In a situation where your camera lowered its exposure by 1/3 of a stop on a frame where the actual light level only dropped by 1/5th, the RamperPro will write the corrective exposure information (+0.13) into the XMP data file for that image. Lightroom then reads this file and increases the exposure slider by 0.13 and magically the exposure is now correct. Of course Lightroom has this corrective data for all of the frames, which results in a smooth change from frame to frame - all thanks to the RamperPro.

Features of the RamperPro

  • Basic intervalometer (for two cameras)
  • Exposure ramping mode with ISO shifting
  • Automatic ramping mode
  • True automatic exposure ramping of sunsets or sunrises.
    This is done by analyzing the images that are taken by your camera.
  • Portable (fits in your pocket)
  • 2.8" Touch screen interface
  • Dimmable backlight. Backlight will turn off in screen saver mode.
  • All status leds can be shut off to prevent any light pollution
  • Dual camera support via a dual fully independent hardware pipelines
  • Two USB2 connections
  • Bulb exposure time measurement via two fully isolated power supplies
  • Optically isolated camera triggering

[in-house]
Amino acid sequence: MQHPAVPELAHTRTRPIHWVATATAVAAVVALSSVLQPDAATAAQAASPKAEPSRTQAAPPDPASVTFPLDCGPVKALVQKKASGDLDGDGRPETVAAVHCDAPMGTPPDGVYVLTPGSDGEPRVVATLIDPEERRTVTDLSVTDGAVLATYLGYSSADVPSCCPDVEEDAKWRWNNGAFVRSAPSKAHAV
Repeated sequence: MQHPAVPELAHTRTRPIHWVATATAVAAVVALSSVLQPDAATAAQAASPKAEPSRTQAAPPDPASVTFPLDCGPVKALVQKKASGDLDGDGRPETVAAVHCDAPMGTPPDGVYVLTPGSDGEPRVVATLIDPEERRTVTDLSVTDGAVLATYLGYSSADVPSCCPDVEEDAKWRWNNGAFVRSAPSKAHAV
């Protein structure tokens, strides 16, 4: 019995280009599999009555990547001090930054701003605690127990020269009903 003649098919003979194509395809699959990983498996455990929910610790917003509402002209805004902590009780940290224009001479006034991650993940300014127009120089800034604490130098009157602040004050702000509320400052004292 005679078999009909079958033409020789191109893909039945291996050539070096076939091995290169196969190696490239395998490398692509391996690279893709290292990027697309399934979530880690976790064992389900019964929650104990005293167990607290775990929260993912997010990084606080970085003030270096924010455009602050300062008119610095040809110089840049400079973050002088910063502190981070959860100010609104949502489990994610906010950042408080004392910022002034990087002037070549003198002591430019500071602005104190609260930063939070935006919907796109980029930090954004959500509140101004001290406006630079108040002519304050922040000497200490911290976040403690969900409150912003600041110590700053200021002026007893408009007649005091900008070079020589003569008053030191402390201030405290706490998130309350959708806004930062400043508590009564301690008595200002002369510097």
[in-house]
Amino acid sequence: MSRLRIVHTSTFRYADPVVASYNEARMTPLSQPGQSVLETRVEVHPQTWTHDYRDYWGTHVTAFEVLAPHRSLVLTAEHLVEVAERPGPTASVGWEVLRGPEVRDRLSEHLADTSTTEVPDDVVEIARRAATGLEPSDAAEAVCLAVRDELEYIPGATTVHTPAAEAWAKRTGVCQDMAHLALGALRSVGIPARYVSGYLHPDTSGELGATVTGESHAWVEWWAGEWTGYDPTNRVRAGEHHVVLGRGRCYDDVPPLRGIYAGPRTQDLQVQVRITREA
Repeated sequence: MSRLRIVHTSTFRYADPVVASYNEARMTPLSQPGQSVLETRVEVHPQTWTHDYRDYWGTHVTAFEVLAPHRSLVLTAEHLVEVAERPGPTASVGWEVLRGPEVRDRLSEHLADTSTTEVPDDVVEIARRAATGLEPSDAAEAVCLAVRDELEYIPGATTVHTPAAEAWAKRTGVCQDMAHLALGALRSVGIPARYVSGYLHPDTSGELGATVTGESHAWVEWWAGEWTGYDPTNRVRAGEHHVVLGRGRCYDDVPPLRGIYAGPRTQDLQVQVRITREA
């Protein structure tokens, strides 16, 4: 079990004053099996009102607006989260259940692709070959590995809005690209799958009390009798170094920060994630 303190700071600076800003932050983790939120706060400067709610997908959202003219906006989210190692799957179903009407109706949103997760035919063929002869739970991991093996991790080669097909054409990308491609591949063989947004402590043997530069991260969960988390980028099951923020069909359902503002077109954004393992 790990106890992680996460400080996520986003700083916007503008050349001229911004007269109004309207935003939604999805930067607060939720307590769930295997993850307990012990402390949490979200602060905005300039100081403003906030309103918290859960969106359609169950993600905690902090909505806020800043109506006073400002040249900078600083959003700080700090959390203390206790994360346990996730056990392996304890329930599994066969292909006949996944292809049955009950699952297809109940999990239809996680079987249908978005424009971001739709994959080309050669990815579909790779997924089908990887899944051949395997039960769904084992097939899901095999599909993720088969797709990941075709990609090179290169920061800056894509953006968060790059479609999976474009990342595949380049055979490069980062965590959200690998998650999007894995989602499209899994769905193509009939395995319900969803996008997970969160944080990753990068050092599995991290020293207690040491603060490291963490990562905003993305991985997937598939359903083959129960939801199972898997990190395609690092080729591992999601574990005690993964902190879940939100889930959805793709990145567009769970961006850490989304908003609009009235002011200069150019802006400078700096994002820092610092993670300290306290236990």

• An external digital light sensor can be added to create a highly accurate fully automatic exposure ramper
  • All connections are electronically protected
  • Synchronized Stereo (3D) mode
  • Image preview function with histogram
  • Interval fairing
  • XMP support for Adobe After Effects, Lightroom, Bridge, and Corel Aftershots Pro
  • Direct integration with Dynamic Perception MX2 and MX3, eMotimo TB3 black and many other motion control solutions
  • Integrates out-of-the-box with DragonFrame stop motion software with the help an optional DragonFrame adapter
  • Two MoCoBus connections. Both can act as bus master or slave
  • Built in accelerometer - use the RamperPro as your joystick
  • nanoMoCo or NMX motion controller
  • 5V input when no MoCoBus enabled hardware is connected
  • 12-24V input when MoCoBus enabled hardware is connected
  • Built-in voltage meter that can monitor your battery power.

Powering the RamperPro

Andre made the decision early on to leave a battery out of the RamperPro, which I believe was a smart decision. This allows you to use external battery packs that can provide much longer run times than a small internal battery. I do wish, however, that a watch battery was added to power an internal clock since an important aspect of exposure ramping is the device knowing the exact time of day. In its current configuration you'll be asked to enter this information before you start a sunrise or sunset timelapse. Since the RamperPro is powered at this point it can keep track of time during the timelapse. It's not a big deal, just a setting that it should already know.

Note: The RamperPro does try to read the current time directly from your camera, which would alleviate you having to enter this manually, but it doesn't seem to work currently with my Canon EOS 5D Mark III. It may just be with certain camera models, so your situation may be different.